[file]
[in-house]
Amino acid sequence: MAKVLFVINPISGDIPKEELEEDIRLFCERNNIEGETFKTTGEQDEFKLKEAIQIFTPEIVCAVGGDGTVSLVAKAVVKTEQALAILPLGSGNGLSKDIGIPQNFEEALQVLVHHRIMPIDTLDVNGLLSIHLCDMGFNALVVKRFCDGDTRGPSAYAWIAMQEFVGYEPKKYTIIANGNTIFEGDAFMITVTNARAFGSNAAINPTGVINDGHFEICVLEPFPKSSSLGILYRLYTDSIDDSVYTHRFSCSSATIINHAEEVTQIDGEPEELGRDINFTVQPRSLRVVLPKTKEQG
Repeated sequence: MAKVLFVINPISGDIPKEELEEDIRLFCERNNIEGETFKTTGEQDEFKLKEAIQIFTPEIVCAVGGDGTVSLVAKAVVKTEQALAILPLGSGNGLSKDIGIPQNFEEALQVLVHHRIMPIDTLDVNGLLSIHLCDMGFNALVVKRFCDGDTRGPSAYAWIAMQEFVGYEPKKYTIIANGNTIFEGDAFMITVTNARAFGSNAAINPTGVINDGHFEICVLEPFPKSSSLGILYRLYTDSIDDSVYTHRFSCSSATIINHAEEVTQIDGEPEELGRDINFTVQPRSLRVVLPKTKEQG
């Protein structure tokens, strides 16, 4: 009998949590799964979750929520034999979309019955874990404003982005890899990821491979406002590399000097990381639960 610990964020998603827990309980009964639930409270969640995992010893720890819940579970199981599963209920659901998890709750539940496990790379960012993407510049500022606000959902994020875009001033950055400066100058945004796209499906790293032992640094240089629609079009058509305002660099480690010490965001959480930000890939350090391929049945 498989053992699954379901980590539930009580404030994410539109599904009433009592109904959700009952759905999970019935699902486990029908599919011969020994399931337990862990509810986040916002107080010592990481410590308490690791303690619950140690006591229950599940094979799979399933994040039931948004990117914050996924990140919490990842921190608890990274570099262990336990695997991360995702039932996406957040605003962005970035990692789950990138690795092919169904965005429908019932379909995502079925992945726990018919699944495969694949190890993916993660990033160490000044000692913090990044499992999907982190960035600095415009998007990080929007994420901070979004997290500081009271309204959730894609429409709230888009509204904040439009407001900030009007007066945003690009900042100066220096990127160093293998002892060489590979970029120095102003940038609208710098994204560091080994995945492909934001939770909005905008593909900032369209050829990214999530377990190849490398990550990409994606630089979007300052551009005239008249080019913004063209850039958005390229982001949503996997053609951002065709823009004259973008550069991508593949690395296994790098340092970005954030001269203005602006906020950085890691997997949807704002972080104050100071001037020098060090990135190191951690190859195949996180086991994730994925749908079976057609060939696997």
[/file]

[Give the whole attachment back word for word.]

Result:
[in-house]
Amino acid sequence: MAKVLFVINPISGDIPKEELEEDIRLFCERNNIEGETFKTTGEQDEFKLKEAIQIFTPEIVCAVGGDGTVSLVAKAVVKTEQALAILPLGSGNGLSKDIGIPQNFEEALQVLVHHRIMPIDTLDVNGLLSIHLCDMGFNALVVKRFCDGDTRGPSAYAWIAMQEFVGYEPKKYTIIANGNTIFEGDAFMITVTNARAFGSNAAINPTGVINDGHFEICVLEPFPKSSSLGILYRLYTDSIDDSVYTHRFSCSSATIINHAEEVTQIDGEPEELGRDINFTVQPRSLRVVLPKTKEQG
Repeated sequence: MAKVLFVINPISGDIPKEELEEDIRLFCERNNIEGETFKTTGEQDEFKLKEAIQIFTPEIVCAVGGDGTVSLVAKAVVKTEQALAILPLGSGNGLSKDIGIPQNFEEALQVLVHHRIMPIDTLDVNGLLSIHLCDMGFNALVVKRFCDGDTRGPSAYAWIAMQEFVGYEPKKYTIIANGNTIFEGDAFMITVTNARAFGSNAAINPTGVINDGHFEICVLEPFPKSSSLGILYRLYTDSIDDSVYTHRFSCSSATIINHAEEVTQIDGEPEELGRDINFTVQPRSLRVVLPKTKEQG
């Protein structure tokens, strides 16, 4: 009998949590799964979750929520034999979309019955874990404003982005890899990821491979406002590399000097990381639960 610990964020998603827990309980009964639930409270969640995992010893720890819940579970199981599963209920659901998890709750539940496990790379960012993407510049500022606000959902994020875009001033950055400066100058945004796209499906790293032992640094240089629609079009058509305002660099480690010490965001959480930000890939350090391929049945 498989053992699954379901980590539930009580404030994410539109599904009433009592109904959700009952759905999970019935699902486990029908599919011969020994399931337990862990509810986040916002107080010592990481410590308490690791303690619950140690006591229950599940094979799979399933994040039931948004990117914050996924990140919490990842921190608890990274570099262990336990695997991360995702039932996406957040605003962005970035990692789950990138690795092919169904965005429908019932379909995502079925992945726990018919699944495969694949190890993916993660990033160490000044000692913090990044499992999907982190960035600095415009998007990080929007994420901070979004997290500081009271309204959730894609429409709230888009509204904040439009407001900030009007007066945003690009900042100066220096990127160093293998002892060489590979970029120095102003940038609208710098994204560091080994995945492909934001939770909005905008593909900032369209050829990214999530377990190849490398990550990409994606630089979007300052551009005239008249080019913004063209850039958005390229982001949503996997053609951002065709823009004259973008550069991508593949690395296994790098340092970005954030001269203005602006906020950085890691997997949807704002972080104050100071001037020098060090990135190191951690190859195949996180086991994730994925749908079976057609060939696997």